Casey Martin Decision
PGA Tour, Inc. V. Martin (1998)
Facts of the case
In the case, the respondent filed a law suit over the petitioner, who was the sponsor of golf tournament for failing to allow him to participate in the golf courses. According to the petitioner, the respondent, Martin Casey, was unfit for participation in the golf tournaments since the golf rules did not allow such persons to walk through the golf courses. However, Martin was a talented golfer and his disabilities were covered by the ADA Act of 1990. Brayant (1998) provided that Martin relied on the ADA Act to file his petition and demand allowance into the golf competition. In particular, he supported his petition with thorough medical records to seek for authorization to utilize the golf cart during the sporting competition. The ADA rules also provided reservations for modifications of its policies to cover individuals with disabilities.
ADA Related Issues
The ADA related issues addressed in this case include those rules of the TGA Tour Incorporation that were discriminatory to the rights of the disabled. Martin Casey, a talented golfer, had a rare disease that forbids him from participating in the golf courses (Vaughn, 2003). His medical state forbids him from walking, which could cause pain and other healthy consequences that could emanate from his condition. The ADA Act, however, recognized the rights that persons with disabilities were denied, including participation in sporting events. Under the Act, Martin Casey was covered by the Act and was entitled to participate in the golf courses. Another ADA related issue addressed is the prohibition of certain individuals from participating in the Golf competition by private corporations (Brown, & O’Rourke, 2003). PGA Tour Incorporate affirmed that it was a private association and was not bound by the ADA requirements. The defendant argued that its decision to prohibit Martin Casey from involvement in the Golf courses was meant to avoid creating fatigue to the respondent. Thus, if Martin was to use the cart, he would have undue benefit over others.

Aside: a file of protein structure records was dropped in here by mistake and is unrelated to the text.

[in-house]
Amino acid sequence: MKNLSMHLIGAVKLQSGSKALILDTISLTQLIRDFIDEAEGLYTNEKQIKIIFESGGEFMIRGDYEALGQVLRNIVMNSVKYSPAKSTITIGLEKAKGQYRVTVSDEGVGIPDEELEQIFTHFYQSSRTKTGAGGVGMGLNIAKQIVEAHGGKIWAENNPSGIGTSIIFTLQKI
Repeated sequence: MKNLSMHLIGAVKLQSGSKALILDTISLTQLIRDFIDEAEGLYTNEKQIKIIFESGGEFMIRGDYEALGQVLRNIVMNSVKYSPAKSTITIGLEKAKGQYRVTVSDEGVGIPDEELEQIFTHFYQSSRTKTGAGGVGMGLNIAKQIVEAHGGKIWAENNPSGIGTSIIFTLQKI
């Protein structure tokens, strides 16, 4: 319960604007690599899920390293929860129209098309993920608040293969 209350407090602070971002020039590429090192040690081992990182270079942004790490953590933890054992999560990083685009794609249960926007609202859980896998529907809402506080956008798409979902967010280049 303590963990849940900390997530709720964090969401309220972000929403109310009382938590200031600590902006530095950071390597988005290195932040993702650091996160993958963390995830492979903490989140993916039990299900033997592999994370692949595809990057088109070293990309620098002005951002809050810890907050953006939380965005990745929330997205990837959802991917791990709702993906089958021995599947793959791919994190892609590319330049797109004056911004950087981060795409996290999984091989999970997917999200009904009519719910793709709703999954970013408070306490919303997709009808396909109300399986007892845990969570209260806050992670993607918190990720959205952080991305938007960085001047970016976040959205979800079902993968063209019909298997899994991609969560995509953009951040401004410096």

The court rejected the assertions of PGA Tour Incorporate regarding its decision to disallow Martin Casey’s participation in the golf courses. The legal source of this decision was the ADA regulations that protected the rights of all persons, including those with disabilities. Title 111 of the act provides that no individual, as general rule, should be discriminated from enjoyment of his/her full privileges for any public accommodation activities and resources. Accordingly, PGA Tour Incorporate constituted a public accommodation utility since it was construed liberally to offer persons with disabilities equality in enjoyment of such benefits as their non-disabled counterparts (Abrams, 2010). The rationale for this decision was based on the need to ensure that persons with disabilities have full enjoyment of their right from other private utilities offering basis services. Thus, the Golf course was identified as a public accommodation that was entitled to all persons. Consequently, Martin Casey was entitled to full participation in the Golf Courses despite his disability. Allowing martin to use the golf cart was not a modification to the golf rules, but was necessary to the nature of the defendant’s golf rules at the Q-School (Sharpe, 1998).
I agree with the decision of the court in allowing Martin Casey an opportunity to participate in the golf course. My reasons for agreement with the court’s decision are based on the provisions of the ADA provisions and legal facts presented. Martin Casey was a talented golf player and was entitled to all privileges offered in the golf tournament. These included giving the necessary support, such as the golf cart to use during the golf courses.
Abrams, R. I. (2010). Sports justice: the law & the business of sports. Boston, Mass: Northeastern University Press.
Brayant, D. (1998). Ticket to ride: Casey martin v. PGA tour, inc. http://www.law.berkeley.edu/sugarman/Sports_Stories_Casey_Martin.pdf.
Brown, R. S., & O’Rourke, D. J. (2003). Case studies in sport communication. Westport, Conn. [u.a.: Praeger.
Sharpe, R. T. (1998). Casey’s case: Taking a slice out of the PGA tour’s no-cart policy. Retrieved from http://diginole.lib.fsu.edu/cgi/viewcontent.cgi?article=1381&context=fsulr&sei-redir=1&referer=http%3A%2F%2Fscholar.google.com%2Fscholar%3Foe%3Dutf-8%26client%3Dubuntu%26channel%3Dfs%26gws_rd%3Dssl%26um%3D1%26ie%3DUTF-8%26lr%3D%26q%3Drelated%3AmiiyQR9fUtdk4M%3Ascholar.google.com%2F.
Vaughn, J. (2003). Disabled rights: American disability policy and the fight for equality. Washington, D.C: Georgetown University Press.